Reborn at the age of 17:
This is what Galia says of her new life: "That was the most important decision I took in my life. I gave expression to new directions. I studied theater, I went to plays, I had a social and ideological framework. We worked in the [poor] neighborhoods, we connected with people, I was independent and no longer under the watchful eye of Big Brother: the kibbutz. I couldn't stand that life any more - the petty gossip and all the nonsense, the framework that demanded that everyone toe the line, and the questions asked of anyone who didn't do so and who was considered deviant."
Rebel with a cause:
"The fact that she left home was her rebellion," says Batya.
One religion replaces another:
Before going to the army, Galia did a year of national service at the Education Ministry's Zionist institute at Oranim. This apparently determined the path she would take later. Any rebel or newly religious person has to destroy his previous religion or views to make room for new ones. With Galia, it was Judaism that entered the ideological vacuum that was created. "I was at the commune and we were counselors at the seminars on Zionism and Judaism," Galia recalls. "That was where we met the counselors from the Reform Movement. I visited Lotan, the Reform movement's kibbutz in the Arava, and I made connections with people there." In 1989 she left the kibbutz and went to live in the big city, and ever since has been in love with Tel Aviv.
In Tel Aviv, Galia worked in an accountants office and they sent her, at their expense, to study accountancy and economics at university. "After two years, the university and I both understood that accountancy was not for me," she says, "and I changed to Hebrew literature and linguistics. I completed a B.A. and an M.A. and since then I have been dallying with a doctorate. In the meantime, I did my rabbinical studies at the Hebrew Union College in Jerusalem."
Since being ordained in 2003, she has been the rabbi at Beit Daniel in Tel Aviv. She is responsible for the congregation's 200 families, she conducts marriage ceremonies and bar mitzvahs, does conversions and is in charge of the Reform Movement's rabbinical council in Israel. Galia had a 12-year relationship that ended. "After a number of years of living alone, I decided that I wanted a child," she says. "Itamar was born from a sperm donation. We talk openly about it."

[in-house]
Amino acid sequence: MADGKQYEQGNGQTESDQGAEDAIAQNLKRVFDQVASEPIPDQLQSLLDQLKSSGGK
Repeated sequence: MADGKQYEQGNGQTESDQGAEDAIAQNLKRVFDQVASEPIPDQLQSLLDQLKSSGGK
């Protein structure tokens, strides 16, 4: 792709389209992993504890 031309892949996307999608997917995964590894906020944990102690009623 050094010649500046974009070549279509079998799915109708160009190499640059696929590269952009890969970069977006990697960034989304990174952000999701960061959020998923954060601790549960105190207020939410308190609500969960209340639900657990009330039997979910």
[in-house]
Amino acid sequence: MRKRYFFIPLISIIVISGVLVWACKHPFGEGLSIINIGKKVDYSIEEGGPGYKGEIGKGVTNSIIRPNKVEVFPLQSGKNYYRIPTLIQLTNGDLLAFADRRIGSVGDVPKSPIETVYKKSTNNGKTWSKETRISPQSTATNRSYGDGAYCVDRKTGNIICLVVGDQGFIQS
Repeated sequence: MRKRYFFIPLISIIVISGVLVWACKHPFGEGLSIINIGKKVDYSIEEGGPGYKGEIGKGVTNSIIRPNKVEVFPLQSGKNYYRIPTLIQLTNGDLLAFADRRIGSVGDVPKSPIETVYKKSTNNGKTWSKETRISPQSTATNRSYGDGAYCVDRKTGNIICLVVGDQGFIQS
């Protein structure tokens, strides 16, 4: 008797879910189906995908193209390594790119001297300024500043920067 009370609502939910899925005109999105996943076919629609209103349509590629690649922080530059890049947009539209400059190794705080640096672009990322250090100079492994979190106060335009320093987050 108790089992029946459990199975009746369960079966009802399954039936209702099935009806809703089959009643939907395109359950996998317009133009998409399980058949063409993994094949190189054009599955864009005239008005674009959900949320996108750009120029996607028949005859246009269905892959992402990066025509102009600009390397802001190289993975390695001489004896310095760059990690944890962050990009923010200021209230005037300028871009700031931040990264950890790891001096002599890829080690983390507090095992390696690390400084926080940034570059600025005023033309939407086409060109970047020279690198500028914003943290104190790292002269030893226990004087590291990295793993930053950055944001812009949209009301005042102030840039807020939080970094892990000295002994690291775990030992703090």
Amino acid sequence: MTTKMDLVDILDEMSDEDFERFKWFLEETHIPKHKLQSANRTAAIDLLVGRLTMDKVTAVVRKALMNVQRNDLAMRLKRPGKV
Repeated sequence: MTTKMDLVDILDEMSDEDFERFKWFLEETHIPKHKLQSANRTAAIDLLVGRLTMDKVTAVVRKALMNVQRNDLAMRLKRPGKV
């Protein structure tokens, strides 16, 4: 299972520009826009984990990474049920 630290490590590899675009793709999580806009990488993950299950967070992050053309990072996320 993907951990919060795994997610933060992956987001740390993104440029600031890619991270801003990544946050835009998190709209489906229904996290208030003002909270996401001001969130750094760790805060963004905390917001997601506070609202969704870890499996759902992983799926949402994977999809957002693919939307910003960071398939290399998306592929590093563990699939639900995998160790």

God does exist:
Galia grew up in a household where there was no God and no divinity. His presence and image were nowhere to be found and were not even hinted at. And now? "Not only does He exist, but He watches over me," she says. "One religion has replaced another. That is what people say about us, the shmutznikim [members of Hashomer Hatzair movement]. When I was doing my year of national service at the Zionist institute, I heard about the Talmud for the first time and the prayers said when lighting candles. On the kibbutz, the blessings are poems by Lea Goldberg, and God has been removed from the Hagaddah of Passover. When they mentioned the siddur [prayer book] at the institute, I asked whether they were referring to the work schedule [siddur avoda in Hebrew]. I think that is where my acquaintance with religion began. I remember that when I was on Kibbutz Lotan, I said that my inner resources came from God ... and we gradually became friends, me and God." Her parents are less friendly toward God. "I don't accept this," says Batya, "but I respect it. If Galia feels good with it, let her have God. But the family took it very badly."
Despite the understanding and the acceptance, Batya has not come to terms with the path that Galia has chosen, and she is not shy at voicing what she calls "my critical views - and not only about religious affairs. About everything. When she would get a grade of 98, I would ask why it wasn't 100." Galia doesn't let that pass without a response: "Her critical attitude drives me crazy. She wants to rule the world. She thinks, for example, that she's a wonderful swimming teacher even though she doesn't know how to swim, or that she can teach someone how to ride a bicycle even though she herself doesn't know how to ride. And I take every remark of hers to heart." Regrets: Galia regrets the long years when she was not in touch with her mother; Batya thinks she should try to moderate her critical attitudes. Reflections in the mirror: Short-tempered and extremely intolerant - they share these traits, Galia says. Also the fact that both of them work with people. Disappointment: It is hard for Batya to reconcile herself to the fact that Galia does not have a partner and she is skeptical about her chances of finding one: "People who grow older and learn to live alone find it hard to bring other people into their radius." Something never said before: Galia: "I didn't say this enough to you: I love you, Mom." Fantasy: When she was in Argentina, Batya dreamed of marrying at 17, having a house and children. Galia wanted to be a doctor and play the harp, "but on the kibbutz, they said to me: 'First play the piano well and then we'll send you to study the harp.'"